Meat Bones Chemicals Electricity

Eamon Ra

Independent release, 2020

REVIEW BY: Tom Haugen


Seattle's Eamon Nordquist is the brainchild behind Eamon Ra. Even though this is his first solo record, the multi-instrumentalist has already played in Sterling Loons as well as Truly. This is an album where he wrote, produced, recorded, and played just about everything on the album. The odd title of Meat Bones Chemicals Electricity actually points at Nordquist's mulling over each of our individual existences, where we're just a mashing of meat, bones, chemicals, and electricity.

“Future History” starts the listen with a retro blast of breezy melodies and crisp instrumentation that certainly sounds like wouldn't be out of place with the British Invasion, while “Pitchforks And Torches” continues the throwback sounds with a jangly, baroque pop rocker where Eamon's vocal prowess is on full display.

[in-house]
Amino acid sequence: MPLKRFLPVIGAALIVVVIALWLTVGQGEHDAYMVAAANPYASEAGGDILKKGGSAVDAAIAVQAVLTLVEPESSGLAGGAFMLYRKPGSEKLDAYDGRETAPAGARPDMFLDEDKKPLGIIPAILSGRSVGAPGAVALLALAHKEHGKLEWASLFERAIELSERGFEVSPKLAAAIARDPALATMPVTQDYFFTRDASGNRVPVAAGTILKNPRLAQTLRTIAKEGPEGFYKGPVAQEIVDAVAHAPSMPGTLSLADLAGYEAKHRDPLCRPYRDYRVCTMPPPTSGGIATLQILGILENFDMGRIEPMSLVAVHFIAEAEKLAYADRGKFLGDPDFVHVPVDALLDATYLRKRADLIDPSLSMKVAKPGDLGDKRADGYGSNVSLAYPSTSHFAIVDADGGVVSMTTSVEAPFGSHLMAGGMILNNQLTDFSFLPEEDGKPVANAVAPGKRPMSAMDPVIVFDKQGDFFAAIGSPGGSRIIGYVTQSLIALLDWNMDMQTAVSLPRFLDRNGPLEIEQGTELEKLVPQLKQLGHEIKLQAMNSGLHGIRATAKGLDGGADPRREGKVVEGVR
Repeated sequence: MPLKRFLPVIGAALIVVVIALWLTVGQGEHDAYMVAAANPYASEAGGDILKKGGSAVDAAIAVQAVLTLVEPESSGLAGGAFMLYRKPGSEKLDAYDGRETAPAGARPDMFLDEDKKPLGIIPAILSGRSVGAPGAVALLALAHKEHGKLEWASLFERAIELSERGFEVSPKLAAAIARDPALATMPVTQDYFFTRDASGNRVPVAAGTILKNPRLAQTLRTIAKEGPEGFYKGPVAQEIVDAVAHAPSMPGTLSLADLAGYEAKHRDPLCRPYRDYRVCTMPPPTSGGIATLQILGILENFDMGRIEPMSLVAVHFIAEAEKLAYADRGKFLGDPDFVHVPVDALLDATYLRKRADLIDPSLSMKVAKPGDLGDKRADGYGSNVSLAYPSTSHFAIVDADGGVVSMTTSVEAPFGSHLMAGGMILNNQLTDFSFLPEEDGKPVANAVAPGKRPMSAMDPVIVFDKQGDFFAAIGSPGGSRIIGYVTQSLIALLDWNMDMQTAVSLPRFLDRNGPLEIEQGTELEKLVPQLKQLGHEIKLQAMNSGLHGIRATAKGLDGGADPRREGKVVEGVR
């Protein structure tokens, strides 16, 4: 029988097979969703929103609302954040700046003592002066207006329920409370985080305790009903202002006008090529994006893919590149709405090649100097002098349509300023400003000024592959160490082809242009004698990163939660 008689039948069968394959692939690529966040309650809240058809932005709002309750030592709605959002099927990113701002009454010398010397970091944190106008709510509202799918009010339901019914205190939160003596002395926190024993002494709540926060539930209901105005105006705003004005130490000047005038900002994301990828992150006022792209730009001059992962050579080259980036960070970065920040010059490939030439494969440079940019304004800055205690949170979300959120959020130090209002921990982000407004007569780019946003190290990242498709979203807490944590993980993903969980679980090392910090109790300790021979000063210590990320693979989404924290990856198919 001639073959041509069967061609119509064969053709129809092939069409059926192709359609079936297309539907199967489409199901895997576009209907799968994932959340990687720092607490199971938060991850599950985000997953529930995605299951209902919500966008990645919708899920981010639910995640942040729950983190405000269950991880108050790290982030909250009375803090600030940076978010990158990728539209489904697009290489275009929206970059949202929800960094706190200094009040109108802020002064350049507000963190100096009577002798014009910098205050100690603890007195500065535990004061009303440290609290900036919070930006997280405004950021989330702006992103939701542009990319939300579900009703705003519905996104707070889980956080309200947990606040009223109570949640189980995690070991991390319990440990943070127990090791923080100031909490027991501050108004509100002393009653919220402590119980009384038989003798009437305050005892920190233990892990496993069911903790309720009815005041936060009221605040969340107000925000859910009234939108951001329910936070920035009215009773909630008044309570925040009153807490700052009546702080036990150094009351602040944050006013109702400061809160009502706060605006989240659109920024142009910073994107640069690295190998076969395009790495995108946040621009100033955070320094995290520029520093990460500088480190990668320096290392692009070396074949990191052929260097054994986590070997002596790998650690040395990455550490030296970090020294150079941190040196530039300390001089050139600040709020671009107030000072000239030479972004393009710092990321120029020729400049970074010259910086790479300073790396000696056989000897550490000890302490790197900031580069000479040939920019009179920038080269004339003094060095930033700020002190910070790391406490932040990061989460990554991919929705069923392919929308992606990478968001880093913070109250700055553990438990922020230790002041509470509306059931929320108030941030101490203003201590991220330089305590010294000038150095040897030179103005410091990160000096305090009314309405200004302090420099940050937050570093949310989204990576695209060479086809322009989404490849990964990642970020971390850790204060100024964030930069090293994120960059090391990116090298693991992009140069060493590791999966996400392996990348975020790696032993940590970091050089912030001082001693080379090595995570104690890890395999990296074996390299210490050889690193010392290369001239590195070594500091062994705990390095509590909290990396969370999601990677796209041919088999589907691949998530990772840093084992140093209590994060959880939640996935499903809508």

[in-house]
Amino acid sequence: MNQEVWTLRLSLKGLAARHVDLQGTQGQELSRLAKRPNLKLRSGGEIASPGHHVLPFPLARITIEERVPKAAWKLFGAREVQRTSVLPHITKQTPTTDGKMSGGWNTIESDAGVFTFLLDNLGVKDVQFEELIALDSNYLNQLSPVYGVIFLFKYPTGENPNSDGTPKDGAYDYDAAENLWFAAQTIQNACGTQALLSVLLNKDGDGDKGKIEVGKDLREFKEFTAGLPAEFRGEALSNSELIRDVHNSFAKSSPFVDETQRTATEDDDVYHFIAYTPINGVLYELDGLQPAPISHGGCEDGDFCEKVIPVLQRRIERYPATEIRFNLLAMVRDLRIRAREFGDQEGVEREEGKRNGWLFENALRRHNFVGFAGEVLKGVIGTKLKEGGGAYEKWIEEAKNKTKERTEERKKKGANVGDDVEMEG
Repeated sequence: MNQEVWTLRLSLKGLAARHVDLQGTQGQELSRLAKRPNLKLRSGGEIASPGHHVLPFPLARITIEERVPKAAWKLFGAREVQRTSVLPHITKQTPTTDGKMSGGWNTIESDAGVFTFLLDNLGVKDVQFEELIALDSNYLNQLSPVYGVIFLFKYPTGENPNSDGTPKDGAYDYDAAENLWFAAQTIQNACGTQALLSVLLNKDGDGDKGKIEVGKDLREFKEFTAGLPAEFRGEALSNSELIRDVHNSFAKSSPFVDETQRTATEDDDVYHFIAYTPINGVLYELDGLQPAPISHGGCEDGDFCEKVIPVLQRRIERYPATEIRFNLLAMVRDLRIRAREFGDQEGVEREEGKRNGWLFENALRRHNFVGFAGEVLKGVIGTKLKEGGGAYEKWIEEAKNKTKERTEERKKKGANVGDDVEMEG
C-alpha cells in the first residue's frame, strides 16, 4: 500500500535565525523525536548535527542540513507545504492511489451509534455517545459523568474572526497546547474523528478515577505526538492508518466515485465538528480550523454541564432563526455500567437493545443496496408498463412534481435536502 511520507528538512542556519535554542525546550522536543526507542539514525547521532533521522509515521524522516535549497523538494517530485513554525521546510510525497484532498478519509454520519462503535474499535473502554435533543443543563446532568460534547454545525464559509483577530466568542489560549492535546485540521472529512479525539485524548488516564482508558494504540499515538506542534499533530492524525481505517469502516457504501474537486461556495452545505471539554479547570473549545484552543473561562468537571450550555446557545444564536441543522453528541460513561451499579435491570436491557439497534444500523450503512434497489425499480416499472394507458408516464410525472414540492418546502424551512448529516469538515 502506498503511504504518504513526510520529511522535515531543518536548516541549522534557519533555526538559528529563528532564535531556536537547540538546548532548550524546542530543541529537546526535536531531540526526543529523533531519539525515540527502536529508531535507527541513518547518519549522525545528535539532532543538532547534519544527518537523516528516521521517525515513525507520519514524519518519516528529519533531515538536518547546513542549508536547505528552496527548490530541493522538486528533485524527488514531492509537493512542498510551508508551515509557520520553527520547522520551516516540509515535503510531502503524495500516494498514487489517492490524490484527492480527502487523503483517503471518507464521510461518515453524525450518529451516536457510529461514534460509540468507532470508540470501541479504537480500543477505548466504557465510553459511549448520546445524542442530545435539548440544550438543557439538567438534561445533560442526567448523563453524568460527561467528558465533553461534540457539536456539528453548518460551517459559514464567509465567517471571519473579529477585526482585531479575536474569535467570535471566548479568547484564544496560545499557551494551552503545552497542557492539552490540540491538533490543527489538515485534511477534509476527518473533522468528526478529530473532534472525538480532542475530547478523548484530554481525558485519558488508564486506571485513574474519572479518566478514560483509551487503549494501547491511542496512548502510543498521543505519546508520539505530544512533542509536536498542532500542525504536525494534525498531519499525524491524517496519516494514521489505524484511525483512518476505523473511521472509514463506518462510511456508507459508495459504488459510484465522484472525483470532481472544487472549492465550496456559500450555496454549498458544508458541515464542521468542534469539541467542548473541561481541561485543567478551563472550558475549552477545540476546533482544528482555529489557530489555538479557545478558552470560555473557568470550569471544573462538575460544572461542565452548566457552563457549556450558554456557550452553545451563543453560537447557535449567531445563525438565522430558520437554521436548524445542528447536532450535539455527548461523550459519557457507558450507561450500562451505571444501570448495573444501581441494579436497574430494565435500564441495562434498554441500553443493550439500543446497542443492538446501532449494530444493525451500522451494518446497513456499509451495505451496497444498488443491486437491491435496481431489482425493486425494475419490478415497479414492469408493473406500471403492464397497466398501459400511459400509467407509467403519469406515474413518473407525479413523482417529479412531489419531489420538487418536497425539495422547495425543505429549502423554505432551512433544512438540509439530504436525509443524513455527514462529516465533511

On a listen where each time shines in its own light, “Fun To Be Had” flows with a slightly hazy setting of blurry melodies in a folk-inspired atmosphere, and the acoustic “Nightingale” is a slow burning affair of expressive song craft with a touch of ambience.

Back half highlights include the buzzing power pop of “Waiting For The Morning,” which could have easily made Eamon a household name if it were released in 1965, and the bouncy, irresistible fun of “Happiest Day In History.” “Such Good Friends” exits the listen with a brief display of spirited guitar work where we even get to experience some falsetto from Eamon.

It's pretty apparent that Eamon has an affinity for The Byrds, The Beatles, and The Kinks, as his hook-friendly '60s rock follows a similar path. He plays everything but drums here, sings wonderfully, and is never short on folk and psychedelic nods. It's certainly a far cry from his time playing post-grunge or the dream-pop of his previous bands, but it's executed so well that you're not going to hear me complain.

Rating: B+

User Rating: Not Yet Rated



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